In recent weeks, the accounts of a number of Iranian Revolutionary Guard commanders were blocked on the social media platform Instagram. This action followed the recent designation by the US government of the Iranian Revolutionary Guard Corps (IRGC) as a ‘terrorist organisation’.
Shortly after these takedowns occurred, ARTICLE 19’s Programme Officer and spokesperson on digital rights in Iran, Mahsa Alimardani, was interviewed by BBC Persian. During the interview she expressed concerns at Facebook’s processes and a demand for greater clarity on the application of governments requirements on terrorist designations. In so doing she explained ARTICLE 19’s broader commitment to highlight and recognize the many human rights violations of the Iranian state, often at the hands of the Revolutionary Guards.
ARTICLE 19 has previously raised concerns about Instagram’s parent company Facebook’s transparency regarding content takedowns and blocking of accounts.
In this case, the company blocked the accounts of the Supreme Leader, and the head of the judiciary Ebrahim Raisi, for a brief period, apparently on the basis of the designation of the IRGC by the US. However, the accounts were later reinstated.
While we note the company’s legal obligation in the US to comply with the government policy on terrorism, we call on Instagram and its parent company Facebook to urgently improve the clarity with which they allow take downs, explicitly respond to government requests, and apply designation lists. The US State Department’s list of terrorist organisations, often includes groups not deemed to be terrorist organisations by the UN.
Confusion has also been fuelled by the fact that Alimardani’s comments to the BBC regarding the ARTICLE 19 position was spun by social media accounts (known to sensationalize issues), into a defence of the Guards and of terrorists which included a viral video strategically cut to remove our stated position on the IRGC.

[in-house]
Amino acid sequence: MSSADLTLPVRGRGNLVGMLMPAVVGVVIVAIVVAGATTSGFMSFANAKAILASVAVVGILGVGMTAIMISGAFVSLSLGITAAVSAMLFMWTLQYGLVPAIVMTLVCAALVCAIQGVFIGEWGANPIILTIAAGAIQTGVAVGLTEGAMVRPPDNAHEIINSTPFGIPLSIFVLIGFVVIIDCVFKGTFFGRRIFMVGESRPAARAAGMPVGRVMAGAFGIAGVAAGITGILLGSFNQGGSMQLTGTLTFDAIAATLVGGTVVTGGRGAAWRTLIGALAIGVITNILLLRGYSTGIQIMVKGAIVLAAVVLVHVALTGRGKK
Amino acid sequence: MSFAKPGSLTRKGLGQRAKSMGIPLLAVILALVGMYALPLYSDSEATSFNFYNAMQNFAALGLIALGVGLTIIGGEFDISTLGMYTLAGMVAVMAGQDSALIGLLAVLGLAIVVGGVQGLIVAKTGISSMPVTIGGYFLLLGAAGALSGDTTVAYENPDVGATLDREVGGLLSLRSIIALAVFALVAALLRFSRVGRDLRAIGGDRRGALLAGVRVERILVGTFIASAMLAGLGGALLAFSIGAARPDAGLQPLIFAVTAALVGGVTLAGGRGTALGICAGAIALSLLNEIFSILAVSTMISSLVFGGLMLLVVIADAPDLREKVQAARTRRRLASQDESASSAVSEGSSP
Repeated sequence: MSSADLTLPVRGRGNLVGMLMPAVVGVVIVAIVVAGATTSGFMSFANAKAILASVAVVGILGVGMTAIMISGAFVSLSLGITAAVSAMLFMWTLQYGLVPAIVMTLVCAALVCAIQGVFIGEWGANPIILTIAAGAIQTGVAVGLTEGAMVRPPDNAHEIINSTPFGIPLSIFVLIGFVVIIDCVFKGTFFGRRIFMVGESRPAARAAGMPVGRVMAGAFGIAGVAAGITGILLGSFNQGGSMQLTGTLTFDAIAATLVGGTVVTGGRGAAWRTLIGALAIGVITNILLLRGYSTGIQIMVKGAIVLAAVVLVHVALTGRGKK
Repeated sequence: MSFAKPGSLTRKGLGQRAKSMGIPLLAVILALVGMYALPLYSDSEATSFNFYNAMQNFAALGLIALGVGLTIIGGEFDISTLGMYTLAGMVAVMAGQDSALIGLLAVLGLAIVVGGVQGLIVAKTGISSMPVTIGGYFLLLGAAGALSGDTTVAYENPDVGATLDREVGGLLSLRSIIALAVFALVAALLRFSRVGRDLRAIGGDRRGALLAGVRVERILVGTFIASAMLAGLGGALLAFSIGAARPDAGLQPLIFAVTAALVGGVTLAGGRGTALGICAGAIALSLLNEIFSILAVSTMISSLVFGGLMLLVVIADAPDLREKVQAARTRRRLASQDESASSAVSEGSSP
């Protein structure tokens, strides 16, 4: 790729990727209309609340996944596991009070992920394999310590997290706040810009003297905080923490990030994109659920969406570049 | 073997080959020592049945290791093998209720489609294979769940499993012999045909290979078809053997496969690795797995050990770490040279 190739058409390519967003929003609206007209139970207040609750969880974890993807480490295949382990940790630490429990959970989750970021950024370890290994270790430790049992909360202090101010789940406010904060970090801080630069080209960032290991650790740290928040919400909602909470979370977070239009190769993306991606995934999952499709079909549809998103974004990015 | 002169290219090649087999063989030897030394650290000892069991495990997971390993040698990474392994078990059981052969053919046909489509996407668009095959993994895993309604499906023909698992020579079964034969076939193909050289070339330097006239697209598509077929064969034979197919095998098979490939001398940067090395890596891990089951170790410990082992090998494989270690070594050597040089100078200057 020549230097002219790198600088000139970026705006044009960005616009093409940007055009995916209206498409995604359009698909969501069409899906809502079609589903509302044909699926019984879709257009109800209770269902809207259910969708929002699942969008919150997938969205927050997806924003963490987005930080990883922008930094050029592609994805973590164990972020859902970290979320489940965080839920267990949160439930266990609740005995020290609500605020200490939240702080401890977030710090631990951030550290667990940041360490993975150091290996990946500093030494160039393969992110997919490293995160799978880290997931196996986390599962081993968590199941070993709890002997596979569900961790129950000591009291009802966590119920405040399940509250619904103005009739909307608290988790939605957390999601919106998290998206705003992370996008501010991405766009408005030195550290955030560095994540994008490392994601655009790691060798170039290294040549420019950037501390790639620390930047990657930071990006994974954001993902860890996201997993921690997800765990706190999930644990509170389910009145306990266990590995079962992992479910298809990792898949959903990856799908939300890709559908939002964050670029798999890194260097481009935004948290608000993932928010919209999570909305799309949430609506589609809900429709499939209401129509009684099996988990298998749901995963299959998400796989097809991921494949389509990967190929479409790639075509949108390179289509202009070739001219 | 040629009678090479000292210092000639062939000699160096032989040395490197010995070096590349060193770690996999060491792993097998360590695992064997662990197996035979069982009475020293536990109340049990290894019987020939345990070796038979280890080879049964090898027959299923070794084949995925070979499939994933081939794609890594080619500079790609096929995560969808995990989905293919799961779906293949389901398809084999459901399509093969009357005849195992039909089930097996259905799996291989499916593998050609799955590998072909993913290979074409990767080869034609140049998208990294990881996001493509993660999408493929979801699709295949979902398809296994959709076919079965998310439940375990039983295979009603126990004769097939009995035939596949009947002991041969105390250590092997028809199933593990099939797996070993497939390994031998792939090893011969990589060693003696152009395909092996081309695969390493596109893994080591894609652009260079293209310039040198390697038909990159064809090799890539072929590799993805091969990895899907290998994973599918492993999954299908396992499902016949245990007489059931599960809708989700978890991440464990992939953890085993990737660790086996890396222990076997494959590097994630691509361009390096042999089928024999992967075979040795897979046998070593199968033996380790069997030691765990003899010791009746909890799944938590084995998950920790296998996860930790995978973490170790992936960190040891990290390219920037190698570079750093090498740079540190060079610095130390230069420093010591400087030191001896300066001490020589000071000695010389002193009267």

Since then, Ms Alimardani has been subject to a barrage of online abuse, including a series of aggressive gender-based threats and harassment posted publicly or sent privately which continued for more than a week following her interview.
ARTICLE 19 unreservedly condems the gross violations of freedom of expression other human rights committed by the Iranian regime and the IRGC. We advocate for an end to attacks on freedom of expression online in Iran. However, it remains a significant concern of ours to see a social media platform issuing blanket bans, even against regime actors, with inadequate clarity around its decision making.
While we remain extremely concerned at the harassment of one of our staff, simply as a result of expressing a position based on rights and due process, we are also concerned for all those who experience such attacks. Aggressive, manipulative campaigns such as the one endured by Ms Alimardani, are designed to stifle voices, and use gender-based threats against women in particular. We condemn these coordinated attacks, and urge social media platforms to take action to tackle online harassment and abuse, particularly of women.